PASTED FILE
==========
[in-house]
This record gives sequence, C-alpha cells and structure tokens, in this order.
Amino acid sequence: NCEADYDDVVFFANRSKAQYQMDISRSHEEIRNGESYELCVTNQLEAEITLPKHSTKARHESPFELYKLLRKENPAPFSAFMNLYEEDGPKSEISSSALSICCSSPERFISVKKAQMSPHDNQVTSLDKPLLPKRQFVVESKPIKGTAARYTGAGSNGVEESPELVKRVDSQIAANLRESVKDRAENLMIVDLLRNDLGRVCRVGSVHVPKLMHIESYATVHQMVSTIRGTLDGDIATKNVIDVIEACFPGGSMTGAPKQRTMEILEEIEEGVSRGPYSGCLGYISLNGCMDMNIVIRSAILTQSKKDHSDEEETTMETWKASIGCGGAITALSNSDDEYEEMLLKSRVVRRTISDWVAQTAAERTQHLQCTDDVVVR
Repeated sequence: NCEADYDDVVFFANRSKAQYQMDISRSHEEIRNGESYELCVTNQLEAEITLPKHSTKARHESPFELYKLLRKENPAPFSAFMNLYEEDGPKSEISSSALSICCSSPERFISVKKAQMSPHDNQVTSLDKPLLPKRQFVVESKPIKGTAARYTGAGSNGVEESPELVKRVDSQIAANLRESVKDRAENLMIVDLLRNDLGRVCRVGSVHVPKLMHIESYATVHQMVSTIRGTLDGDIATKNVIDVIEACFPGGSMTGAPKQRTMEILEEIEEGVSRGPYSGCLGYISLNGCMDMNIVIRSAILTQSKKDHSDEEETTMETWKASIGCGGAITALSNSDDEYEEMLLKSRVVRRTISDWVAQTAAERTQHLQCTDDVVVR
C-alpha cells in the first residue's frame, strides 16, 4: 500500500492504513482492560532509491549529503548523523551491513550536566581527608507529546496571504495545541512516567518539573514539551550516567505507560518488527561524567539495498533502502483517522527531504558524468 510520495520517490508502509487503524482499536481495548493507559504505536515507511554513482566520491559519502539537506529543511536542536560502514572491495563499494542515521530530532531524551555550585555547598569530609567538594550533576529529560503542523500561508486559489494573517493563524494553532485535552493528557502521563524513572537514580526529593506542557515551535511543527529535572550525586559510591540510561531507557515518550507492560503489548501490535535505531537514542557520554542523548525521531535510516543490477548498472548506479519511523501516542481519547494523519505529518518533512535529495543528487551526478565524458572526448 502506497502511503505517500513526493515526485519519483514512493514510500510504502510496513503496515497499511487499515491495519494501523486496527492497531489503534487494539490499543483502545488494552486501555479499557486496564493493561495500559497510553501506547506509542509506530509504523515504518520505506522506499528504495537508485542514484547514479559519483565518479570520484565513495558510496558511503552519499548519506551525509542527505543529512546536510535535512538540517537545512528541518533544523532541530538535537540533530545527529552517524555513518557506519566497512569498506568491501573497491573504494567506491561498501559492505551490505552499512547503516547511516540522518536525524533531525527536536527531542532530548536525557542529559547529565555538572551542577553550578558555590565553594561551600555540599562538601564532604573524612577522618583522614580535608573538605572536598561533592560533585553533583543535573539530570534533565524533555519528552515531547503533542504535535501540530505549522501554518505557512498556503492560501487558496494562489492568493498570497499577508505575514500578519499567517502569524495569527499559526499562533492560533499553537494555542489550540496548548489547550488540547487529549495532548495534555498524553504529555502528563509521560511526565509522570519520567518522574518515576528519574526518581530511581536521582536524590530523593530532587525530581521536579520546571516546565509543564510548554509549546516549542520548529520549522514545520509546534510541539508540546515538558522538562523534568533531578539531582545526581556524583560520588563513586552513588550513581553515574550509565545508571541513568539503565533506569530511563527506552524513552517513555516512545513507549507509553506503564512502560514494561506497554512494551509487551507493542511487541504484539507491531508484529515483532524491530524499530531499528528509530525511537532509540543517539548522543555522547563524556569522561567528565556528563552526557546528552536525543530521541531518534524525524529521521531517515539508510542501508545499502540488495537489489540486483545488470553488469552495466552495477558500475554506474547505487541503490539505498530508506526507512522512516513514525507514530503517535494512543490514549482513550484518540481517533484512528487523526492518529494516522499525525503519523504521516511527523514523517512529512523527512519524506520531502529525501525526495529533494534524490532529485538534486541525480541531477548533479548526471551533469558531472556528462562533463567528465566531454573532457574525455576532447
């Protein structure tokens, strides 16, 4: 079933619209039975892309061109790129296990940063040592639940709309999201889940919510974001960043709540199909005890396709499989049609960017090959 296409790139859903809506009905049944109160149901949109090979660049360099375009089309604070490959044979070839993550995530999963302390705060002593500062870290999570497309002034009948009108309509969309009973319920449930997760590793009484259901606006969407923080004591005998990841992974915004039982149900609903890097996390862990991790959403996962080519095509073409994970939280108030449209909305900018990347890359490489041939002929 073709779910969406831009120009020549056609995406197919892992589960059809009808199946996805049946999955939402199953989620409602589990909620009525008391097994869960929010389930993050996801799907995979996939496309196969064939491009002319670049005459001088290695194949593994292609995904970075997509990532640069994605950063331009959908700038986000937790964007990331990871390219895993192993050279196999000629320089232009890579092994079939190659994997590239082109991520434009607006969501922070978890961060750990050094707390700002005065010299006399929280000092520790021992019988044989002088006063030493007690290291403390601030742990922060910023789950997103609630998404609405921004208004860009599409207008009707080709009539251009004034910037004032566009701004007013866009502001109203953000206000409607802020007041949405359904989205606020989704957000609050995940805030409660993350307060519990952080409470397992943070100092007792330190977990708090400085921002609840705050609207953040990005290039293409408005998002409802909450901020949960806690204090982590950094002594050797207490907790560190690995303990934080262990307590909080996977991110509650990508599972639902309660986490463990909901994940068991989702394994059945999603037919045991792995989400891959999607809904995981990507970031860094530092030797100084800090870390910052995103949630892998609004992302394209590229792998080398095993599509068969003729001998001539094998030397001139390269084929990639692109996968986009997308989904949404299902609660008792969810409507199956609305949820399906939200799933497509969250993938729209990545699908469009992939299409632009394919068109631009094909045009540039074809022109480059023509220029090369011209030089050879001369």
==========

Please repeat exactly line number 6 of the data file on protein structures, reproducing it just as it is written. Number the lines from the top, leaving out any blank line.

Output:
């Protein structure tokens, strides 16, 4: 079933619209039975892309061109790129296990940063040592639940709309999201889940919510974001960043709540199909005890396709499989049609960017090959 296409790139859903809506009905049944109160149901949109090979660049360099375009089309604070490959044979070839993550995530999963302390705060002593500062870290999570497309002034009948009108309509969309009973319920449930997760590793009484259901606006969407923080004591005998990841992974915004039982149900609903890097996390862990991790959403996962080519095509073409994970939280108030449209909305900018990347890359490489041939002929 073709779910969406831009120009020549056609995406197919892992589960059809009808199946996805049946999955939402199953989620409602589990909620009525008391097994869960929010389930993050996801799907995979996939496309196969064939491009002319670049005459001088290695194949593994292609995904970075997509990532640069994605950063331009959908700038986000937790964007990331990871390219895993192993050279196999000629320089232009890579092994079939190659994997590239082109991520434009607006969501922070978890961060750990050094707390700002005065010299006399929280000092520790021992019988044989002088006063030493007690290291403390601030742990922060910023789950997103609630998404609405921004208004860009599409207008009707080709009539251009004034910037004032566009701004007013866009502001109203953000206000409607802020007041949405359904989205606020989704957000609050995940805030409660993350307060519990952080409470397992943070100092007792330190977990708090400085921002609840705050609207953040990005290039293409408005998002409802909450901020949960806690204090982590950094002594050797207490907790560190690995303990934080262990307590909080996977991110509650990508599972639902309660986490463990909901994940068991989702394994059945999603037919045991792995989400891959999607809904995981990507970031860094530092030797100084800090870390910052995103949630892998609004992302394209590229792998080398095993599509068969003729001998001539094998030397001139390269084929990639692109996968986009997308989904949404299902609660008792969810409507199956609305949820399906939200799933497509969250993938729209990545699908469009992939299409632009394919068109631009094909045009540039074809022109480059023509220029090369011209030089050879001369």